The Create Database from SourceSafe Project command creates a new Microsoft Access database from a Visual SourceSafe project that someone else has already created. This command displays the Open SourceSafe Project dialog box, which you use to select an existing Visual SourceSafe project and the folder in which to place the new Microsoft Access database. The Access Source Code Control add-in creates a new Microsoft Access database in that folder and populates the database with all the Microsoft Access objects in the Visual SourceSafe project. Finally, it opens the new database (exclusively, not shared) in Microsoft Access.

Add Database to SourceSafe

Use the Add Database to SourceSafe command to put a Microsoft Access database under source code control. When you choose this command, Microsoft Access alerts you that it needs to close the database and reopen it exclusively. The add-in displays a dialog box that lets you select the Visual SourceSafe project into which you want to put the current database.

Next, the Access Source Code Control add-in brings up the Add Objects To SourceSafe dialog box that lets you choose which database objects to add to source code control. By default, all objects are selected. Click OK to add everything in the database to source code control.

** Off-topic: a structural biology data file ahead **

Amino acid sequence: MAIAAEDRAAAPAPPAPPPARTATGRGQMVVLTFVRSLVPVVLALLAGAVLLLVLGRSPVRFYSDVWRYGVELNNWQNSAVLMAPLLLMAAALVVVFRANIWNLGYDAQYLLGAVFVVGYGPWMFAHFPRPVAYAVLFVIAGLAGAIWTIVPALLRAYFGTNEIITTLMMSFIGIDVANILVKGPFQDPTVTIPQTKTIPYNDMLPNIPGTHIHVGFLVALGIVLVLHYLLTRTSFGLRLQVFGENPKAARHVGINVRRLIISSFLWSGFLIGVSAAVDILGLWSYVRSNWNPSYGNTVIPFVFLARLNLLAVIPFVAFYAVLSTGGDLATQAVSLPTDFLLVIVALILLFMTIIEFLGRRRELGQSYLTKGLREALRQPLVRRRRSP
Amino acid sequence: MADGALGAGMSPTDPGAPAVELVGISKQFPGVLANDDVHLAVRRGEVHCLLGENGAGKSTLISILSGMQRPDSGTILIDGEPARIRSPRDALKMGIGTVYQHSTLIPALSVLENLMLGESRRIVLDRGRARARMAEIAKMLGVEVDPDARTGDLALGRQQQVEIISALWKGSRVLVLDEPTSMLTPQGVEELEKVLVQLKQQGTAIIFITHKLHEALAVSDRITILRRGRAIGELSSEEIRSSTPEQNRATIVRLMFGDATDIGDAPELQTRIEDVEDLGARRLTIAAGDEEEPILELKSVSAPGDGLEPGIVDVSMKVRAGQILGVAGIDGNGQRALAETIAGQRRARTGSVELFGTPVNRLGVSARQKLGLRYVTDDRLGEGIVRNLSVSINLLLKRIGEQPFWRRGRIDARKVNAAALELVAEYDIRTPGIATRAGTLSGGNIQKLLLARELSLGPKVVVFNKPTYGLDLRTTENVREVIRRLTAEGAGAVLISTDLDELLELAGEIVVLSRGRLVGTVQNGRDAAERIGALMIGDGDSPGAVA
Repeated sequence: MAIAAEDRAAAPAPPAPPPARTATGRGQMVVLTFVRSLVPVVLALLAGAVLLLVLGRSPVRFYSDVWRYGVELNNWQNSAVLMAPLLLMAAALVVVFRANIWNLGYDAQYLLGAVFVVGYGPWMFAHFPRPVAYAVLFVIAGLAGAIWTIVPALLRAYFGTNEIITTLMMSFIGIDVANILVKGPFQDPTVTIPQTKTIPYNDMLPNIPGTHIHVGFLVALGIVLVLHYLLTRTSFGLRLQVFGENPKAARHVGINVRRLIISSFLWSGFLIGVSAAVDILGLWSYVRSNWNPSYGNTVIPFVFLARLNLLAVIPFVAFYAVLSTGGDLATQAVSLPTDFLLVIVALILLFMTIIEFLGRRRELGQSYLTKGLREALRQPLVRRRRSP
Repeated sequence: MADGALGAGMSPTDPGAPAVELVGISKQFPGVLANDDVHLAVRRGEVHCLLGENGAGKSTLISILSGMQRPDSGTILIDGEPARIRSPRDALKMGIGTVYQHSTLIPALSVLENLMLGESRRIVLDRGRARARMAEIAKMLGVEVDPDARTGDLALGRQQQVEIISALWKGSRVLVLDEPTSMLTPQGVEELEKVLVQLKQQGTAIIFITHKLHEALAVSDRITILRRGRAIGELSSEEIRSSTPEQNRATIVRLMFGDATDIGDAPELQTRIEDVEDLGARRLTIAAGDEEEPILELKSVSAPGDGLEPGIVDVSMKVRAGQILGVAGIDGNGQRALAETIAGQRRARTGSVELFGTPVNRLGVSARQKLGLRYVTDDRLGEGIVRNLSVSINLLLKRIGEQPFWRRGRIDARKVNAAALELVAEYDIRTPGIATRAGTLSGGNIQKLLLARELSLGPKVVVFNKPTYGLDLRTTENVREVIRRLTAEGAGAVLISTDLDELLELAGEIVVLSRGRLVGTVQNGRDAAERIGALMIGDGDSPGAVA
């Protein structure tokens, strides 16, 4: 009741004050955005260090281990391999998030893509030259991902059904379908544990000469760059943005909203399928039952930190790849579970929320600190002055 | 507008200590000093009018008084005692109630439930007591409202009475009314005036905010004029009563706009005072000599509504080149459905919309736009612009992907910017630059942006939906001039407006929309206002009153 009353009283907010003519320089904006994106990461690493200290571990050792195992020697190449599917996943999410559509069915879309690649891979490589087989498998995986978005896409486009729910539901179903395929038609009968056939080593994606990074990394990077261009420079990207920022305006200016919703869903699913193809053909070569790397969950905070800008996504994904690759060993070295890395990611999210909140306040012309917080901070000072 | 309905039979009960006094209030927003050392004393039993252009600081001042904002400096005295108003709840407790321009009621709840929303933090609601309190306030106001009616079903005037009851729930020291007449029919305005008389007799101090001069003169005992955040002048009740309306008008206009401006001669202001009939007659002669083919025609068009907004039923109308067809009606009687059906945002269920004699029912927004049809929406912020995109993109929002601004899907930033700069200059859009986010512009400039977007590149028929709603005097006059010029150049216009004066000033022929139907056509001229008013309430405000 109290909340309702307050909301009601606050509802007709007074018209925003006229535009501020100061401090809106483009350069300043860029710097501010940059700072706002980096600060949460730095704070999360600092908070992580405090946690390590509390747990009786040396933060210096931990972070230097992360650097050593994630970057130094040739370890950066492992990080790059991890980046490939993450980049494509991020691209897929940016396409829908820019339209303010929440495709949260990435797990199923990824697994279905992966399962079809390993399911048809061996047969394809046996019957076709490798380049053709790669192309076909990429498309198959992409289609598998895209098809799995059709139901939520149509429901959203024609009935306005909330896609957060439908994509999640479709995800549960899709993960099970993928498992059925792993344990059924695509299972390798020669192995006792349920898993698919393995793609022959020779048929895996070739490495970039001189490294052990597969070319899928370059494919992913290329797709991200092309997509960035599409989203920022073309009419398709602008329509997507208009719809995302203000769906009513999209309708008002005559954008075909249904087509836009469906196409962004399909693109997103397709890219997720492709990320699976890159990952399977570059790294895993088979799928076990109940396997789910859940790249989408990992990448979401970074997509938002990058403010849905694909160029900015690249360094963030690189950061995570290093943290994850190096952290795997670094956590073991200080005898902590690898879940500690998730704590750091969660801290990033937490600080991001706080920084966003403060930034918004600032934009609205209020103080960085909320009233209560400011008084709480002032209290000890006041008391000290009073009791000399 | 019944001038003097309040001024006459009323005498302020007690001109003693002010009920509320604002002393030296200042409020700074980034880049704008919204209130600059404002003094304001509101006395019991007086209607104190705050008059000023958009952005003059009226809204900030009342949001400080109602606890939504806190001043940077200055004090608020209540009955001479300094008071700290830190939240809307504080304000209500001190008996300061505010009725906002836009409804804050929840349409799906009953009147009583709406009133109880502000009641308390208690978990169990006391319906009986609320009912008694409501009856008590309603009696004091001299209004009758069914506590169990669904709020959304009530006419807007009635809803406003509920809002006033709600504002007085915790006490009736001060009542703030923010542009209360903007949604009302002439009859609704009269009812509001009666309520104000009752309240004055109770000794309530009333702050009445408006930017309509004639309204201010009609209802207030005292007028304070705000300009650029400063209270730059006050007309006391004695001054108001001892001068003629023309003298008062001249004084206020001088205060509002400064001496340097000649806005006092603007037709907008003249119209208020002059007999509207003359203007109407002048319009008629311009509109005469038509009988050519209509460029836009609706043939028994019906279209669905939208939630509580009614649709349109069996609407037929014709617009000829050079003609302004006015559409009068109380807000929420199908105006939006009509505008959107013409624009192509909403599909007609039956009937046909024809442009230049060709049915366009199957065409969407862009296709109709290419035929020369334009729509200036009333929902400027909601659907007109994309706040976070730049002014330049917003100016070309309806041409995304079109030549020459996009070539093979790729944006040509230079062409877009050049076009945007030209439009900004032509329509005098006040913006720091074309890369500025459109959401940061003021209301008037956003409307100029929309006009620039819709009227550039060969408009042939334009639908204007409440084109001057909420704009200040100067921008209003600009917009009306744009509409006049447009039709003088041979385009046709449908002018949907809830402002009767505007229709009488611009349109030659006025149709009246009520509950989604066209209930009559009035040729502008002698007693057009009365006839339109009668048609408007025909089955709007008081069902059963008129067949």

Then, all selected objects are written out as text files to the working folder on your machine. During this process, Microsoft Access creates a binary file in the working folder that stores all of the Data and Misc. objects from your database. Access also creates a naming file that is used when the database is created from the Visual SourceSafe project. All files are added from the working folder to the Visual SourceSafe project you specified.

Properties are added to the Microsoft Access database and its objects. These properties are used to track the location of the Visual SourceSafe project, Visual SourceSafe database, and the status of each object.

You have now placed your database under source code control. The only visible change is that the icons in the Database window have additional symbols to indicate that each object is under source code control, checked out to you, or checked out to someone else.

The following table shows the file name extensions for the files that are added to Visual SourceSafe:

ObjectApplies toExtension
QueriesDatabases.acq
FormsDatabases and Access Projects.acf
ReportsDatabases and Access Projects.acr
MacrosDatabases and Access Projects.acs
ModulesDatabases and Access Projects.acm
Data and Misc. objects Databases.acb
Data and Misc. objects Access Projects.acp
Naming fileDatabases and Access Projects.acn

Get Latest Version, Check Out, Check In, and Undo Check Out

The Get Latest Version, Check Out, Check In, and Undo Check Out commands all display a dialog box that contains a list box with all the objects in the Visual SourceSafe project that this command applies to. For instance, if you choose the Check In command, the list box is filled with all the objects you have checked out.